When I woke up this morning and turned on CNN, the first thing that I heard was that I might soon be getting wet. The earthquake in American Samoa (8.3, so they say) was making big ripples. CNN wasn’t helpful, since they haven’t discovered Papua New Guinea yet, so I had to wait until I got to the office to find out that it was due to hit Madang at 10:41. My office is about a hundred metres from the ocean and about one metre above sea level. I decided that I was too busy to be bothered. Anyway, it’s now 11:28 and my feet are still dry, so, I guess I’ll stop thinking about it.
To transition into my subject of the day, here’s another sunrise as seen from our veranda. This boat may or may not be leaky. It was still afloat when it went around the corner into Dallman Passage:
I only wish it were the same for the next one. Here is an image of a very leaky boat. My only comfort being aboard this leaky boat is that I have a lot of company. I’d brave it alone, if only I could help others, but that’s not to be. It makes me think of the Minnow and the “three hour cruise”. What you are looking at here is the rapid and terrifying demise of our financial future:
The graph starts out in 2006. The red line is our Charles Schwab investments. The blue line is our PNG shares. The upward kinks are when we made deposits. The downward movements are all, except for one, the leaky boat syndrome. As you can see, our lifetime savings are now about half of what they were at their peak. If you start thinking of what might have been, it’s only a fraction of our projection. It’s interesting to note that PNG shares were still climbing even as world-wide investment values were imitating lead balloons. It’s dropped now, but holding steady. Cash under the mattress will do as well.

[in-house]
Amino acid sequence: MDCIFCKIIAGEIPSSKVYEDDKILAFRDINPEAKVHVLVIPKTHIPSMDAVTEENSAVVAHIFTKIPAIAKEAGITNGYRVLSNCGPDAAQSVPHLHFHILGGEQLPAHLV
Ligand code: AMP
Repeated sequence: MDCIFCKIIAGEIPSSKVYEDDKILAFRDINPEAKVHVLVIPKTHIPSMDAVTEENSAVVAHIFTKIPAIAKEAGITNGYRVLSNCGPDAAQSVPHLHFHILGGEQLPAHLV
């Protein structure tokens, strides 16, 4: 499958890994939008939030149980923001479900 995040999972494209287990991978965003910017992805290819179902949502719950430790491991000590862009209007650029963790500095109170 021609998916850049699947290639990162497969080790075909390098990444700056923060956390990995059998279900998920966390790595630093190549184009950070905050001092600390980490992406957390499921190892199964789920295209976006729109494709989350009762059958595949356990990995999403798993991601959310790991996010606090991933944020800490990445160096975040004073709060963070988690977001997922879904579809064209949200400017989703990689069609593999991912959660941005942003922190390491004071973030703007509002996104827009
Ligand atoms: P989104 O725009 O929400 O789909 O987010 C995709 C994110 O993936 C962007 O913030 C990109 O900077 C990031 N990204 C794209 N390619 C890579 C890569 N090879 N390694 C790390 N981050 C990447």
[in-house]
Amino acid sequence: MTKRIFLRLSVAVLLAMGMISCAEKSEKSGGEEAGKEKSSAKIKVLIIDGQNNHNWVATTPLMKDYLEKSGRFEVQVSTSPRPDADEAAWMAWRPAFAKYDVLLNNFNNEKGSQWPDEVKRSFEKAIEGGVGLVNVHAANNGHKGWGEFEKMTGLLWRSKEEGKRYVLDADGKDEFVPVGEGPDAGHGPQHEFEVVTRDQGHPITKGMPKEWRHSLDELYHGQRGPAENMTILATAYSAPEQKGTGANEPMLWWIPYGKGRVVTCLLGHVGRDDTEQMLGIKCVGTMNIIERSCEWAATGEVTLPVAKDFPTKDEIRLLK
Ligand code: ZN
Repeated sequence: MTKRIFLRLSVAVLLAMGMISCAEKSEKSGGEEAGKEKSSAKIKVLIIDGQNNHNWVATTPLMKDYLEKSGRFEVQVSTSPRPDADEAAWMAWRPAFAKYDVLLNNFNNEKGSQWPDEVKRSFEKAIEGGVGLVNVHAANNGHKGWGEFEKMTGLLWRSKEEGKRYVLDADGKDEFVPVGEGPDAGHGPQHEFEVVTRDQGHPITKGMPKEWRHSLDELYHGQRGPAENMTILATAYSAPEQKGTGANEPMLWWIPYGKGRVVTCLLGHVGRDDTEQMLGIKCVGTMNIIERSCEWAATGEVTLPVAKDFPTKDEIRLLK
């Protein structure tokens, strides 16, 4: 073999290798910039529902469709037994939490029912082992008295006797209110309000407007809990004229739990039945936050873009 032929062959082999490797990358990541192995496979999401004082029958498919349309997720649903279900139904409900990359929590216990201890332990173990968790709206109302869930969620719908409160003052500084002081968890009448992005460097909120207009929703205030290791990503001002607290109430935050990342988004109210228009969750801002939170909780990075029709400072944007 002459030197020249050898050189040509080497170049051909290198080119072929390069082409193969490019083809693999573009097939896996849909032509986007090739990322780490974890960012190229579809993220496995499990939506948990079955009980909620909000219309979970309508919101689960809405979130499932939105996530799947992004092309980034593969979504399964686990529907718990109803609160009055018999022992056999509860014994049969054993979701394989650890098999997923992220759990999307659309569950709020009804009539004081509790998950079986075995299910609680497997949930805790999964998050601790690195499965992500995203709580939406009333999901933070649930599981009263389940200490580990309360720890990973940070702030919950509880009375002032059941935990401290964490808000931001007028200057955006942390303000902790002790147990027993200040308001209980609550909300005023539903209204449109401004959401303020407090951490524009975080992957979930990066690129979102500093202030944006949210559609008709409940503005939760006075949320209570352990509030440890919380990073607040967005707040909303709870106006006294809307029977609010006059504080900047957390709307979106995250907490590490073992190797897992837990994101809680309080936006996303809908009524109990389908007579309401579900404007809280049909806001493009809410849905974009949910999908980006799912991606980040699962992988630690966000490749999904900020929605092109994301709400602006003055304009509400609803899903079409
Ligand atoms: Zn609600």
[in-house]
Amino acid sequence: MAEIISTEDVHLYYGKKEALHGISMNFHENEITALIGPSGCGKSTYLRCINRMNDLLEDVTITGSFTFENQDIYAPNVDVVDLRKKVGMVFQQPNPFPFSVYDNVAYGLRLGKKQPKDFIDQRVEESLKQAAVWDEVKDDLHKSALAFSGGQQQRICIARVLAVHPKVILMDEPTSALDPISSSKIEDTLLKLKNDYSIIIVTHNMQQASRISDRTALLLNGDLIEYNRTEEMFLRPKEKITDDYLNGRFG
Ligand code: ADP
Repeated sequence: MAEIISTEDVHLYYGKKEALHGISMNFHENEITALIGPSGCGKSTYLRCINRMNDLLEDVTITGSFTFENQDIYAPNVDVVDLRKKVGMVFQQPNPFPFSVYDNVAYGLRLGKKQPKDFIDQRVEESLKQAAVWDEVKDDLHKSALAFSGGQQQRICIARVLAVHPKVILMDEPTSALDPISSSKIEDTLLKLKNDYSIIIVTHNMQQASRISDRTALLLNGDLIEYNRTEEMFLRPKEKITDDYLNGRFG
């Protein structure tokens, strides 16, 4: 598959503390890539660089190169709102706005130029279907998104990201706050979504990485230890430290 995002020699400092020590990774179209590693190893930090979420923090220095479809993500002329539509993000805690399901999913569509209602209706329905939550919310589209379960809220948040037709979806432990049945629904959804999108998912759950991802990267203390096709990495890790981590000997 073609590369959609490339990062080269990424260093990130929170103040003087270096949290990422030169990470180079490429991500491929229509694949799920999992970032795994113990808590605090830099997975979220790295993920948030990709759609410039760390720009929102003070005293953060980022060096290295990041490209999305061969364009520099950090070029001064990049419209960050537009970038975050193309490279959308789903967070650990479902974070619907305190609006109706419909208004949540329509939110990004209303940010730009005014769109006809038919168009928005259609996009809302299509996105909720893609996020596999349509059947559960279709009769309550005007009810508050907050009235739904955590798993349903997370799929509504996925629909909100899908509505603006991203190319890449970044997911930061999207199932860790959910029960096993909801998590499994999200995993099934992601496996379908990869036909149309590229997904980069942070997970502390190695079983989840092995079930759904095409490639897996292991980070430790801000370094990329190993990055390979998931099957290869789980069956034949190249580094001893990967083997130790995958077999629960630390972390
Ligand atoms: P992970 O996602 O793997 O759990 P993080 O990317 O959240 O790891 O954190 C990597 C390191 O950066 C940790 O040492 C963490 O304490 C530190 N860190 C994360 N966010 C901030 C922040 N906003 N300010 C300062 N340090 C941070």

It’s obvious that my daily interest in recording share values evaporated when hitting the ticker on the web only produced additional depression. You get to the point where you just don’t want to know. You feel like shooting the messenger, and then maybe yourself.
The big drop on the right in the red line is when we pulled out all of our cash from the Schwab account to pay down the mortgage on our last remaining property. It’s in falling-down condition, but there is a renter there covering the mortgage payments. I want to get out of debt. In two or three years, except for incidental credit card charges, we won’t owe anybody a dime.
We’ve followed the “best advice” to the letter to try, on our pathetic income, to be as responsible as possible to provide for our future when we may no longer be able to earn (like now). What’s it done for us? Nada, zip, zilch!
When it was advised that our best bet was to buy houses, leveraging each one to get another, we did that. Well, we all know how well that went. We’ve sold them all but one now. We didn’t lose much, but we didn’t make anything either. When the best advice was “buy and hold”, we did that. How’s that working for you? I’m not so happy with it.
Our new financial plan is to ignore everybody’s advice. I’m through with the “Talk to Chuck” philosophy. I can look back now and see a dozen times when I went with the “best advice” against my gut instinct and got zapped for it in the end (pun intended). We’re smart enough to manage our own money. Right now, it’s going into cash and paying off debt. If we’re able, we’ll invest in the future in things that we control with our own hands and our own brains.
Rage spent. Tirade finished. How about some flowers?
Here’s a pretty little orchid only about the size of your thumb. There is a huge spray of about a hundred just down the steps of our veranda:
Hey, it’s only money.